As a US citizen, you must know how important it is to keep track of your financial records along with your bank accounts and tax payments. However, many people forget FBAR filing for their taxes, which could land them in trouble. If you are an American living abroad, you must read all the details mentioned below to avoid harsh penalties from the IRS.
What is FBAR?
Also known as Foreign Bank Account Report, FBAR was created in the US to keep track of the tax cheating and frauds by hiding money in offshore accounts. This initiative also goes by FinCEN Form 114 and is to be paid if you are eligible for the filing. It applies to all people living in the US, whether resident aliens, domestic entities, trusts, or estates. Moreover, this new policy allows the authorities to keep a check on money that lies in offshore accounts and know the balances of the charges.
Who Needs to File For FBAR?
Any person who is a US citizen and holds a foreign account is required to file for FBAR. It also includes people who live abroad and are green cardholders. If the offshore bank contains a balance of 10,000 dollars or more on any day during the tax year, then the FBAR filing applies to the person. If someone has more than one account, the FBAR filing will be based on all statements’ total. For example, if a person has $4000 in one account and $6000 in another, they will still be eligible for the FBAR filing.
Learn more about the Streamlined Offshore filing Procedure here.
How To File For FBAR?
Filing the FBAR requires you to fill a form with all the necessary details, along with electronic submission to the official filing website.It is a straightforward process requiring you to gather all the essential and latest information before filling the form for submission. The form is supposed to be served by individuals and US companies who own a foreign bank account. Not only limited to savings or deposits, but the financial report also includes insurance policies or shares in a mutual fund. If you require assistance when filing for FBAR, you can approach a professional tax preparer who can complete the form and file it for you.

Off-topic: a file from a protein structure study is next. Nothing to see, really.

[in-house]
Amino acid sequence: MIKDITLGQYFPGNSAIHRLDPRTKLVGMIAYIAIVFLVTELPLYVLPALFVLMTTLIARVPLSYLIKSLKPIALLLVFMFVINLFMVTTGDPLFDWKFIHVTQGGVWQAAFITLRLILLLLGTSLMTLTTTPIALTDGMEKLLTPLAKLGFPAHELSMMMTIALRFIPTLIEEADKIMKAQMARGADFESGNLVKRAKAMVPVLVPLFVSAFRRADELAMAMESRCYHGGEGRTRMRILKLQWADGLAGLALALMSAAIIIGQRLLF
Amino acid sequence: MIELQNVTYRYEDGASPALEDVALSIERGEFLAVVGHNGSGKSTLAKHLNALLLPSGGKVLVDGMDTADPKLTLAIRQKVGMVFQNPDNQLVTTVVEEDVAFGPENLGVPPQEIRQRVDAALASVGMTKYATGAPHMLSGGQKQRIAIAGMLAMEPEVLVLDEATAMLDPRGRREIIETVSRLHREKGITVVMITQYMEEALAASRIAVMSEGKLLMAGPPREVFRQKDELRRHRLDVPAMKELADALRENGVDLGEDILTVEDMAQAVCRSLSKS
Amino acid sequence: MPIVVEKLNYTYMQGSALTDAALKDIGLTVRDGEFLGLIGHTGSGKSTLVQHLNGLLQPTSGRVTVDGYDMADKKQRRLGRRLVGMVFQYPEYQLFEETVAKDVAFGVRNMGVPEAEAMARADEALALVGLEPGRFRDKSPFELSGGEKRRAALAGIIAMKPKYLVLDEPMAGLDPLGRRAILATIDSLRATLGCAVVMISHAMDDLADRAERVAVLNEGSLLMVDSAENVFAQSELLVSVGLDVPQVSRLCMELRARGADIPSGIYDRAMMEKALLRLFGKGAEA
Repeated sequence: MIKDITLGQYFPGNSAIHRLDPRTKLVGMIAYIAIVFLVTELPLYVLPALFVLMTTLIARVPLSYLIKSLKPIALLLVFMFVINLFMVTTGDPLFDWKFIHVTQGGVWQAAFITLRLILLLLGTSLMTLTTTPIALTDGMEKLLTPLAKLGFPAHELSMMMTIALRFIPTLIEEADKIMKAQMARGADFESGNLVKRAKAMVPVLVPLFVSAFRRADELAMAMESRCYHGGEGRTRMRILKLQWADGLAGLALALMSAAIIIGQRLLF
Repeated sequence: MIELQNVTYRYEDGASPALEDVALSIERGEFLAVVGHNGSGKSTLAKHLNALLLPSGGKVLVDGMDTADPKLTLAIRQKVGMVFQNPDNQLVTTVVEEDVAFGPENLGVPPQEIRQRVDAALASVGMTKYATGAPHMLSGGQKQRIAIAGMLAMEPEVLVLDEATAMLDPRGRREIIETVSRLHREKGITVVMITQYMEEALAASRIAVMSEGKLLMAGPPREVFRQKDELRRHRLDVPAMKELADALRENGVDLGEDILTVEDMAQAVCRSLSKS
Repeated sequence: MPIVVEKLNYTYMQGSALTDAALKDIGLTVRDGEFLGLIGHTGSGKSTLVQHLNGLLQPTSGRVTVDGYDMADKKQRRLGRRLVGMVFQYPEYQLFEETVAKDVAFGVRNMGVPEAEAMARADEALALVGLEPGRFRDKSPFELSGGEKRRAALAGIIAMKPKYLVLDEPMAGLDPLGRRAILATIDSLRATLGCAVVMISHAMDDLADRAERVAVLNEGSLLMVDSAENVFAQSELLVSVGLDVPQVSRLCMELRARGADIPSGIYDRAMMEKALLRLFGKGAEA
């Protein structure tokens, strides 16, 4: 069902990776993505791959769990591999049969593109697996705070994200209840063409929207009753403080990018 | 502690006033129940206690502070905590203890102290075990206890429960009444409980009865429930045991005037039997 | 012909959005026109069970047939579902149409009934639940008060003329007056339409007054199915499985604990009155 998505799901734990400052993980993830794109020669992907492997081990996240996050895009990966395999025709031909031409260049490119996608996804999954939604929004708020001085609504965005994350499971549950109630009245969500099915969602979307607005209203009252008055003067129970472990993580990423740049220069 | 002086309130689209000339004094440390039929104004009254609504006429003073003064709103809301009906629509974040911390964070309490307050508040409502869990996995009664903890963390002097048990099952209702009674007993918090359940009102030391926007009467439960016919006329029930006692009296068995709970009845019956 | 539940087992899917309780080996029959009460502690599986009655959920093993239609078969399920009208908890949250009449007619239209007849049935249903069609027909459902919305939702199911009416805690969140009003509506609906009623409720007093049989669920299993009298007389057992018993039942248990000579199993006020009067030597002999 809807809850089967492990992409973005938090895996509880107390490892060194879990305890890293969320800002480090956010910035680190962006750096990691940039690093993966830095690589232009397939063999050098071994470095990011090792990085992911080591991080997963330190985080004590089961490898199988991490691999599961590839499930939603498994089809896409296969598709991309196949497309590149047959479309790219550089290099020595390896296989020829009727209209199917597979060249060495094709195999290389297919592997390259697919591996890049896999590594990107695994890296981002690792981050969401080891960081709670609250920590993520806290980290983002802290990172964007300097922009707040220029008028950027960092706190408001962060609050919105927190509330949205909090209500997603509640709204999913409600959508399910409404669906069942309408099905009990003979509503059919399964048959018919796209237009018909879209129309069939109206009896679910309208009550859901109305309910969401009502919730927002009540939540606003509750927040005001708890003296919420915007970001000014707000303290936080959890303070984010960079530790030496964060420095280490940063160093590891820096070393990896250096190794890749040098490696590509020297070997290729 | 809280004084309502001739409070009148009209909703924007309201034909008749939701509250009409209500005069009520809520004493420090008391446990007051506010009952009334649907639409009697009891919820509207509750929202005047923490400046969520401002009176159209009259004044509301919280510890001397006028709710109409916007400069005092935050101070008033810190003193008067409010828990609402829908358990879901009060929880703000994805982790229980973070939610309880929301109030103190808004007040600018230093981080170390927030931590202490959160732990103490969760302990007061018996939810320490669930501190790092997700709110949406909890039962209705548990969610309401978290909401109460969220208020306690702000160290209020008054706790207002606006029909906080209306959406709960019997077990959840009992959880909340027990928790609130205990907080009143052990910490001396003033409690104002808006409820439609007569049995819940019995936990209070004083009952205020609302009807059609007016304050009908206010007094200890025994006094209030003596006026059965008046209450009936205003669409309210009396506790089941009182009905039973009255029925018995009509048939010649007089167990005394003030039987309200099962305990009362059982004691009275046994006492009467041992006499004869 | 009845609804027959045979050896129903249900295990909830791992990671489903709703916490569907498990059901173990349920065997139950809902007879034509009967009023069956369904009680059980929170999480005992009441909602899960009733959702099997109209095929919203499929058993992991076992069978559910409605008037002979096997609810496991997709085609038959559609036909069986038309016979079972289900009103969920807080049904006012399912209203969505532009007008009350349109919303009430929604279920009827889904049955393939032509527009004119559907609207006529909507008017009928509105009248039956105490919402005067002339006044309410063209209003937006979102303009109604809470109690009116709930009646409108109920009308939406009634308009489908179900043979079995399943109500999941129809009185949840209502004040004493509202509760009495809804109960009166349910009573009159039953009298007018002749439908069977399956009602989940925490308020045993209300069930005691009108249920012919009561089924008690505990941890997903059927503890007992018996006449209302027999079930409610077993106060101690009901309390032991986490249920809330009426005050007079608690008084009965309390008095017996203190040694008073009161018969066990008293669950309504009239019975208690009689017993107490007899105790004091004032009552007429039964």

Further Guidelines for FBAR Filing
Regardless of age or gender, all US citizens are supposed to file for FBAR if they fall within the guidelines provided by the FBAR authorities. If minor children are account holders, their guardians or parents must file FBAR for them within the due date. If someone owns a joint account with a spouse, both individuals can file a joint FBAR without any other separate bank accounts. If you have a joint bank account with someone else, then each person will file their FBAR form, including the complete details of the bank account balance.
What Information Goes on The Form?
The following information is required from all individuals to complete the FBAR form.
- Full name, social security number, and address
- Foreign bank account names and addresses
- Type of bank accounts
- Each year’s filing copy of FBAR
- Foreign bank account numbers for all accounts
- Maximum balance in foreign reserves to be mentioned in US dollars
If you need further assistance or have questions in mind when filing FBAR form, then you can email BSAEFilingHelp@fincen.gov. or call 1-866-346-9478 for on-call service.
Important Notice to readers: Note that this article was written and provided by Expatustax.com – Please consult a tax or legal advisor for more details on any tax or legal matters at your own risk.